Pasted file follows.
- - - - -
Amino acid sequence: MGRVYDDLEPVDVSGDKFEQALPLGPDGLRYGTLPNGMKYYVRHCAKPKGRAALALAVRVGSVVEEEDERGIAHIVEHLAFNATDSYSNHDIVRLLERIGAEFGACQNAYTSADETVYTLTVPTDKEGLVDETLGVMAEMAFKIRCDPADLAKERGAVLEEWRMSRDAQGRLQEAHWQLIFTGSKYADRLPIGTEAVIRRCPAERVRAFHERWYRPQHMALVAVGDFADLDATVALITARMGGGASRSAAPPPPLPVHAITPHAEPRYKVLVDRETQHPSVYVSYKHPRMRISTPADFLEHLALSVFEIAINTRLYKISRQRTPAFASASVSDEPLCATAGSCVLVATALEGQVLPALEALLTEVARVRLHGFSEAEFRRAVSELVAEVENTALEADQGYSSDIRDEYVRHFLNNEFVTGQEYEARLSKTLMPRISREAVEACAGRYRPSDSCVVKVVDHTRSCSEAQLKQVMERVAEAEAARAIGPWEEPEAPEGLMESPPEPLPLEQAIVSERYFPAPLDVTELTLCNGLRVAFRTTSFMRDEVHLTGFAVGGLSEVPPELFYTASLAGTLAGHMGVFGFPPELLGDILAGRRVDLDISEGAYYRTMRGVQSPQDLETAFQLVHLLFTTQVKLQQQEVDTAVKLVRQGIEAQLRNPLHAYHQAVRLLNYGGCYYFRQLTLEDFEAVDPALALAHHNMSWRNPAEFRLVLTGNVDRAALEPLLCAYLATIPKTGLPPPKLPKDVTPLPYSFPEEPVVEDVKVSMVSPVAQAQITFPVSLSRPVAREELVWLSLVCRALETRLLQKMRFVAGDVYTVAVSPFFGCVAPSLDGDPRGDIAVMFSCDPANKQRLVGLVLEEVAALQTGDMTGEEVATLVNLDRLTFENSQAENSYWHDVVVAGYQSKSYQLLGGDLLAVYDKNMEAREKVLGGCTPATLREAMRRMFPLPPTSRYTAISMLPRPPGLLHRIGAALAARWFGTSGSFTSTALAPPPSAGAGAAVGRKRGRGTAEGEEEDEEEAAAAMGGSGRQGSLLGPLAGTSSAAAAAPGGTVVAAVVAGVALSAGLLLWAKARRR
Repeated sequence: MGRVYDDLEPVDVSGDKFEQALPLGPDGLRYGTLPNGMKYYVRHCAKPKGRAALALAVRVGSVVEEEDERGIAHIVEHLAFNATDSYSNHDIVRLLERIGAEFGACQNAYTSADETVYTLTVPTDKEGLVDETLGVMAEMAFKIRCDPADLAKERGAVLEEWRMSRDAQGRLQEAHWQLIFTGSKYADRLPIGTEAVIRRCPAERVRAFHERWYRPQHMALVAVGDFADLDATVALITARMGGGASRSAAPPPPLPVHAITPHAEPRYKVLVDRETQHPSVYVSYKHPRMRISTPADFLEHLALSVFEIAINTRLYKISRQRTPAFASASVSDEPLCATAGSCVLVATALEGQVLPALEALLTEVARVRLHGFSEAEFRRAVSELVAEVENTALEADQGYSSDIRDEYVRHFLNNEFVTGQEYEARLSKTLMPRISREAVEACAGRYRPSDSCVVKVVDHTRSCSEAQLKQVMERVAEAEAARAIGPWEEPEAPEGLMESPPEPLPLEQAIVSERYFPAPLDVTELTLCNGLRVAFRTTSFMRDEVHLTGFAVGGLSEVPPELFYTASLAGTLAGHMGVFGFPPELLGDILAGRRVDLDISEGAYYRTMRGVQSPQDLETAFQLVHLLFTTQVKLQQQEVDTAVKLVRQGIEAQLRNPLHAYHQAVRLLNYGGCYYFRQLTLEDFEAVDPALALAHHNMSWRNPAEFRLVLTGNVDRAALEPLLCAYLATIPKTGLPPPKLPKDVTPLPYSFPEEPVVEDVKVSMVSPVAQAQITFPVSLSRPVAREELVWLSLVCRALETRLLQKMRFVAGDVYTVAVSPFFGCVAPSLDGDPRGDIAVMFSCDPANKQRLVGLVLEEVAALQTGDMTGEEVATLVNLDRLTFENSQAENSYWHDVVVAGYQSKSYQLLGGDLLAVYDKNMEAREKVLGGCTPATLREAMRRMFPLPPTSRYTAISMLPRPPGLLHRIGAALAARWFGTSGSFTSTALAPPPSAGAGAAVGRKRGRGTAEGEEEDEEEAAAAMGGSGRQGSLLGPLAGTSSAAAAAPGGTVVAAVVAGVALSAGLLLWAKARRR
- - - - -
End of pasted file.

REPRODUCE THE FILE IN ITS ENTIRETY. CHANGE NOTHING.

Amino acid sequence: MGRVYDDLEPVDVSGDKFEQALPLGPDGLRYGTLPNGMKYYVRHCAKPKGRAALALAVRVGSVVEEEDERGIAHIVEHLAFNATDSYSNHDIVRLLERIGAEFGACQNAYTSADETVYTLTVPTDKEGLVDETLGVMAEMAFKIRCDPADLAKERGAVLEEWRMSRDAQGRLQEAHWQLIFTGSKYADRLPIGTEAVIRRCPAERVRAFHERWYRPQHMALVAVGDFADLDATVALITARMGGGASRSAAPPPPLPVHAITPHAEPRYKVLVDRETQHPSVYVSYKHPRMRISTPADFLEHLALSVFEIAINTRLYKISRQRTPAFASASVSDEPLCATAGSCVLVATALEGQVLPALEALLTEVARVRLHGFSEAEFRRAVSELVAEVENTALEADQGYSSDIRDEYVRHFLNNEFVTGQEYEARLSKTLMPRISREAVEACAGRYRPSDSCVVKVVDHTRSCSEAQLKQVMERVAEAEAARAIGPWEEPEAPEGLMESPPEPLPLEQAIVSERYFPAPLDVTELTLCNGLRVAFRTTSFMRDEVHLTGFAVGGLSEVPPELFYTASLAGTLAGHMGVFGFPPELLGDILAGRRVDLDISEGAYYRTMRGVQSPQDLETAFQLVHLLFTTQVKLQQQEVDTAVKLVRQGIEAQLRNPLHAYHQAVRLLNYGGCYYFRQLTLEDFEAVDPALALAHHNMSWRNPAEFRLVLTGNVDRAALEPLLCAYLATIPKTGLPPPKLPKDVTPLPYSFPEEPVVEDVKVSMVSPVAQAQITFPVSLSRPVAREELVWLSLVCRALETRLLQKMRFVAGDVYTVAVSPFFGCVAPSLDGDPRGDIAVMFSCDPANKQRLVGLVLEEVAALQTGDMTGEEVATLVNLDRLTFENSQAENSYWHDVVVAGYQSKSYQLLGGDLLAVYDKNMEAREKVLGGCTPATLREAMRRMFPLPPTSRYTAISMLPRPPGLLHRIGAALAARWFGTSGSFTSTALAPPPSAGAGAAVGRKRGRGTAEGEEEDEEEAAAAMGGSGRQGSLLGPLAGTSSAAAAAPGGTVVAAVVAGVALSAGLLLWAKARRR
Repeated sequence: MGRVYDDLEPVDVSGDKFEQALPLGPDGLRYGTLPNGMKYYVRHCAKPKGRAALALAVRVGSVVEEEDERGIAHIVEHLAFNATDSYSNHDIVRLLERIGAEFGACQNAYTSADETVYTLTVPTDKEGLVDETLGVMAEMAFKIRCDPADLAKERGAVLEEWRMSRDAQGRLQEAHWQLIFTGSKYADRLPIGTEAVIRRCPAERVRAFHERWYRPQHMALVAVGDFADLDATVALITARMGGGASRSAAPPPPLPVHAITPHAEPRYKVLVDRETQHPSVYVSYKHPRMRISTPADFLEHLALSVFEIAINTRLYKISRQRTPAFASASVSDEPLCATAGSCVLVATALEGQVLPALEALLTEVARVRLHGFSEAEFRRAVSELVAEVENTALEADQGYSSDIRDEYVRHFLNNEFVTGQEYEARLSKTLMPRISREAVEACAGRYRPSDSCVVKVVDHTRSCSEAQLKQVMERVAEAEAARAIGPWEEPEAPEGLMESPPEPLPLEQAIVSERYFPAPLDVTELTLCNGLRVAFRTTSFMRDEVHLTGFAVGGLSEVPPELFYTASLAGTLAGHMGVFGFPPELLGDILAGRRVDLDISEGAYYRTMRGVQSPQDLETAFQLVHLLFTTQVKLQQQEVDTAVKLVRQGIEAQLRNPLHAYHQAVRLLNYGGCYYFRQLTLEDFEAVDPALALAHHNMSWRNPAEFRLVLTGNVDRAALEPLLCAYLATIPKTGLPPPKLPKDVTPLPYSFPEEPVVEDVKVSMVSPVAQAQITFPVSLSRPVAREELVWLSLVCRALETRLLQKMRFVAGDVYTVAVSPFFGCVAPSLDGDPRGDIAVMFSCDPANKQRLVGLVLEEVAALQTGDMTGEEVATLVNLDRLTFENSQAENSYWHDVVVAGYQSKSYQLLGGDLLAVYDKNMEAREKVLGGCTPATLREAMRRMFPLPPTSRYTAISMLPRPPGLLHRIGAALAARWFGTSGSFTSTALAPPPSAGAGAAVGRKRGRGTAEGEEEDEEEAAAAMGGSGRQGSLLGPLAGTSSAAAAAPGGTVVAAVVAGVALSAGLLLWAKARRR